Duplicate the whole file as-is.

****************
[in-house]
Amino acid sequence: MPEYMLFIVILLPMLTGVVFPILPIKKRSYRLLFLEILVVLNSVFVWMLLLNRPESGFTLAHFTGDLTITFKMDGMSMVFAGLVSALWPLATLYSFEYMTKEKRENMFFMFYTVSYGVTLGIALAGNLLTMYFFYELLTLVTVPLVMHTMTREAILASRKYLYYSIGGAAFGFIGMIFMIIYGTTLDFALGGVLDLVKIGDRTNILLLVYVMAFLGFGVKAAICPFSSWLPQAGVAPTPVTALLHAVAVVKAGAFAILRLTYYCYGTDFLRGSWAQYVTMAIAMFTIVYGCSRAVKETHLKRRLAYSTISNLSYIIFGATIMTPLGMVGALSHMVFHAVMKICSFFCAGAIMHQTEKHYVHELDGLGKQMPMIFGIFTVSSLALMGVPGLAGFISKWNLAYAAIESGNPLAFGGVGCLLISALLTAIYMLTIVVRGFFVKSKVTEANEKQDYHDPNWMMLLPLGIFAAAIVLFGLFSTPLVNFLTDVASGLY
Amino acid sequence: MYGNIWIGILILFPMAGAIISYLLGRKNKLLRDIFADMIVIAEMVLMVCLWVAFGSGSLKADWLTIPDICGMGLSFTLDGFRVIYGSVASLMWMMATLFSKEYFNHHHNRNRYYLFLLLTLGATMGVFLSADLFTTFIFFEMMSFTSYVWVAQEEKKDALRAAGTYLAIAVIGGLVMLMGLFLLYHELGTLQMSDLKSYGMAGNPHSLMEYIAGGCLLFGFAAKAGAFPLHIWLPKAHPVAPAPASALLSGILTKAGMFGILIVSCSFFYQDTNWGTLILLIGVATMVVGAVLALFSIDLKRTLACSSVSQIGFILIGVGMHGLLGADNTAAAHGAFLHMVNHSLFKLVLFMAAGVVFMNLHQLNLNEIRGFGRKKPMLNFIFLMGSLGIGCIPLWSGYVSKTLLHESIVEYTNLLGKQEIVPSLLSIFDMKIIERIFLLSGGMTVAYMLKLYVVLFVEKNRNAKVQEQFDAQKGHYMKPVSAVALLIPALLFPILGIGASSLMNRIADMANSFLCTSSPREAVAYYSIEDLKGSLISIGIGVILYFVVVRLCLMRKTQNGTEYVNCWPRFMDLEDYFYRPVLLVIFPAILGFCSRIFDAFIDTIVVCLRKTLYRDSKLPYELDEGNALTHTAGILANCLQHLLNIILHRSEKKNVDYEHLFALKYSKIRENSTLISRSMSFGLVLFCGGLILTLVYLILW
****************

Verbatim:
[in-house]
Amino acid sequence: MPEYMLFIVILLPMLTGVVFPILPIKKRSYRLLFLEILVVLNSVFVWMLLLNRPESGFTLAHFTGDLTITFKMDGMSMVFAGLVSALWPLATLYSFEYMTKEKRENMFFMFYTVSYGVTLGIALAGNLLTMYFFYELLTLVTVPLVMHTMTREAILASRKYLYYSIGGAAFGFIGMIFMIIYGTTLDFALGGVLDLVKIGDRTNILLLVYVMAFLGFGVKAAICPFSSWLPQAGVAPTPVTALLHAVAVVKAGAFAILRLTYYCYGTDFLRGSWAQYVTMAIAMFTIVYGCSRAVKETHLKRRLAYSTISNLSYIIFGATIMTPLGMVGALSHMVFHAVMKICSFFCAGAIMHQTEKHYVHELDGLGKQMPMIFGIFTVSSLALMGVPGLAGFISKWNLAYAAIESGNPLAFGGVGCLLISALLTAIYMLTIVVRGFFVKSKVTEANEKQDYHDPNWMMLLPLGIFAAAIVLFGLFSTPLVNFLTDVASGLY
Amino acid sequence: MYGNIWIGILILFPMAGAIISYLLGRKNKLLRDIFADMIVIAEMVLMVCLWVAFGSGSLKADWLTIPDICGMGLSFTLDGFRVIYGSVASLMWMMATLFSKEYFNHHHNRNRYYLFLLLTLGATMGVFLSADLFTTFIFFEMMSFTSYVWVAQEEKKDALRAAGTYLAIAVIGGLVMLMGLFLLYHELGTLQMSDLKSYGMAGNPHSLMEYIAGGCLLFGFAAKAGAFPLHIWLPKAHPVAPAPASALLSGILTKAGMFGILIVSCSFFYQDTNWGTLILLIGVATMVVGAVLALFSIDLKRTLACSSVSQIGFILIGVGMHGLLGADNTAAAHGAFLHMVNHSLFKLVLFMAAGVVFMNLHQLNLNEIRGFGRKKPMLNFIFLMGSLGIGCIPLWSGYVSKTLLHESIVEYTNLLGKQEIVPSLLSIFDMKIIERIFLLSGGMTVAYMLKLYVVLFVEKNRNAKVQEQFDAQKGHYMKPVSAVALLIPALLFPILGIGASSLMNRIADMANSFLCTSSPREAVAYYSIEDLKGSLISIGIGVILYFVVVRLCLMRKTQNGTEYVNCWPRFMDLEDYFYRPVLLVIFPAILGFCSRIFDAFIDTIVVCLRKTLYRDSKLPYELDEGNALTHTAGILANCLQHLLNIILHRSEKKNVDYEHLFALKYSKIRENSTLISRSMSFGLVLFCGGLILTLVYLILW